Dodging and burning are techniques that have been around since the beginning of photography. If you're unfamiliar with the terms, dodging simply means to "lighten" portions of your photo selectively and "burning" means to darken areas during the developing process. 

In software, we can do this with brushes and brightness settings. I'm a little picky (as if you didn't already know that) about my images and I want total control over where I darken and lighten so I don't typically rely on overall "global" adjustments. I prefer to get in there and dodge or burn small areas, incrementally, to build up an effect to my liking. The way I do this is to create a "dodge and burn 50% opacity" layer. Don't worry...it's much simpler than it sounds.

Here I have a photo straight out of the camera. The only thing I've applied is a lens correction and chromatic aberration adjustment. It was taken in early morning light at Magnolia Plantation and Gardens in Charleston SC.

It's a nice image but with the Spanish moss being lit from the sun and the flowers near the water in shade, it presents a visual roadblock for me because the eye is not going where I want it to go. Typically, the eye goes to the brightest area of your photo. Here, that's along the edges which takes the eye out of the photograph. 

In order to help guide the eye where I want it to go, I create a dodge and burn layer. This does not use the "dodge and burn" tool in Photoshop. Instead, I create a blank layer. I then fill that layer with 50% gray by going to "Edit-Fill-50% Gray"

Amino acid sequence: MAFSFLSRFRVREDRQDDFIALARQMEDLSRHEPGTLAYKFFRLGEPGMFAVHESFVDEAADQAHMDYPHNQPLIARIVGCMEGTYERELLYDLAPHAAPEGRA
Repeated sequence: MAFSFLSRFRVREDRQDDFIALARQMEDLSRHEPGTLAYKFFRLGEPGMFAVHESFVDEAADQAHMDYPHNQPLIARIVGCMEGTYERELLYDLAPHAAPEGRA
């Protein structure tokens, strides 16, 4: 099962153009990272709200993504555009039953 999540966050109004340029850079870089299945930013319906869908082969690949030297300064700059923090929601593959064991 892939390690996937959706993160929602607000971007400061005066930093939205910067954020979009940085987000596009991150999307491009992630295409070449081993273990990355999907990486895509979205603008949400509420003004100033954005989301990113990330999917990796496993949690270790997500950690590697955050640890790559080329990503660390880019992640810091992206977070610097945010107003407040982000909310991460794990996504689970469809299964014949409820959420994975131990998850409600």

After that, the whole image turns gray. I then go to the layers panel and change the blending mode from "Normal" to "Overlay" and my image looks normal again. 

I select a soft edge brush, set the brush opacity to about 10 to 15%, and I use a white brush to paint areas that I wish to brighten, and a black brush to paint areas that I wish to darken. The effect is cumulative, which is why I choose a low opacity brush. 

After about 30 seconds of brushing, my image has taken on an slightly different look. I have not made any saturation, overall brightness, or contrast adjustments. Further processing might be necessary but this is a good start.

Looking at the images side by side, you can see the difference. The eye gravitates more toward the bright white flowers than the top edge of the photo. This effect can be subtle or more dramatic but it gives me the control I want to help the viewer see what I intended them to see when I took the photo. 

If this is at all confusing, I have a YouTube video on this process as well as a video that shows how to make an "action" that will create the dodge and burn layer, fill it with gray, and change the blending mode all in one click. It truly is a wonderful tool to have in your creative processing collection.

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